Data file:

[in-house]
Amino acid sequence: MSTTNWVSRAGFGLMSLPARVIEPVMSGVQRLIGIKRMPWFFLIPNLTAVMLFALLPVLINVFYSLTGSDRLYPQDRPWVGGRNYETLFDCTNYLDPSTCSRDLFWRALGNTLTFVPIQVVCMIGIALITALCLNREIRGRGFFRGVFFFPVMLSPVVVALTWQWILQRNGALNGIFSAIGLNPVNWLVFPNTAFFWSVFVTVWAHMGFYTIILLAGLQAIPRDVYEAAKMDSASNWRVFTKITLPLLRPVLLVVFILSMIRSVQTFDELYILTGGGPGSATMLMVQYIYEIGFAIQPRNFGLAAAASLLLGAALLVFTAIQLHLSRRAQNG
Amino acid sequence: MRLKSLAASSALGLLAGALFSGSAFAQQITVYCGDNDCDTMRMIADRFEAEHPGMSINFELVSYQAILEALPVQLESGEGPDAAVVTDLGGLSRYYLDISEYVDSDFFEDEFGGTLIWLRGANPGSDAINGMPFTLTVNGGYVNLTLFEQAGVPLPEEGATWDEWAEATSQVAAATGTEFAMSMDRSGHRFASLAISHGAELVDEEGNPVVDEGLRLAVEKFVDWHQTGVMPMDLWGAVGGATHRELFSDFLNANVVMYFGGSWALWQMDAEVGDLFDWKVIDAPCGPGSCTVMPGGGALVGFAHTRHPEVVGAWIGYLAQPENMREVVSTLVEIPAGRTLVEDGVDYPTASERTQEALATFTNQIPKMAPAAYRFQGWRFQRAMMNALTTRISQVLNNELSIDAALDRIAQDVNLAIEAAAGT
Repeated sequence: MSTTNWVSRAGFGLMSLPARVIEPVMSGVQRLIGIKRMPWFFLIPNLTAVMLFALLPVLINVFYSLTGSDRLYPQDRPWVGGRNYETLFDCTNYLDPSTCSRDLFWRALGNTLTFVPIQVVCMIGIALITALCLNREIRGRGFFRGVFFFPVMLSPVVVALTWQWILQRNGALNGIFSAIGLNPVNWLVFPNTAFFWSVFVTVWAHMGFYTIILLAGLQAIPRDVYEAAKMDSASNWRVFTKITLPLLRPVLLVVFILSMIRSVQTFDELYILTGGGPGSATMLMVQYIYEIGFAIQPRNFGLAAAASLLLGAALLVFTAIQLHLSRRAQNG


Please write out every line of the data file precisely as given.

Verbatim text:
[in-house]
Amino acid sequence: MSTTNWVSRAGFGLMSLPARVIEPVMSGVQRLIGIKRMPWFFLIPNLTAVMLFALLPVLINVFYSLTGSDRLYPQDRPWVGGRNYETLFDCTNYLDPSTCSRDLFWRALGNTLTFVPIQVVCMIGIALITALCLNREIRGRGFFRGVFFFPVMLSPVVVALTWQWILQRNGALNGIFSAIGLNPVNWLVFPNTAFFWSVFVTVWAHMGFYTIILLAGLQAIPRDVYEAAKMDSASNWRVFTKITLPLLRPVLLVVFILSMIRSVQTFDELYILTGGGPGSATMLMVQYIYEIGFAIQPRNFGLAAAASLLLGAALLVFTAIQLHLSRRAQNG
Amino acid sequence: MRLKSLAASSALGLLAGALFSGSAFAQQITVYCGDNDCDTMRMIADRFEAEHPGMSINFELVSYQAILEALPVQLESGEGPDAAVVTDLGGLSRYYLDISEYVDSDFFEDEFGGTLIWLRGANPGSDAINGMPFTLTVNGGYVNLTLFEQAGVPLPEEGATWDEWAEATSQVAAATGTEFAMSMDRSGHRFASLAISHGAELVDEEGNPVVDEGLRLAVEKFVDWHQTGVMPMDLWGAVGGATHRELFSDFLNANVVMYFGGSWALWQMDAEVGDLFDWKVIDAPCGPGSCTVMPGGGALVGFAHTRHPEVVGAWIGYLAQPENMREVVSTLVEIPAGRTLVEDGVDYPTASERTQEALATFTNQIPKMAPAAYRFQGWRFQRAMMNALTTRISQVLNNELSIDAALDRIAQDVNLAIEAAAGT
Repeated sequence: MSTTNWVSRAGFGLMSLPARVIEPVMSGVQRLIGIKRMPWFFLIPNLTAVMLFALLPVLINVFYSLTGSDRLYPQDRPWVGGRNYETLFDCTNYLDPSTCSRDLFWRALGNTLTFVPIQVVCMIGIALITALCLNREIRGRGFFRGVFFFPVMLSPVVVALTWQWILQRNGALNGIFSAIGLNPVNWLVFPNTAFFWSVFVTVWAHMGFYTIILLAGLQAIPRDVYEAAKMDSASNWRVFTKITLPLLRPVLLVVFILSMIRSVQTFDELYILTGGGPGSATMLMVQYIYEIGFAIQPRNFGLAAAASLLLGAALLVFTAIQLHLSRRAQNG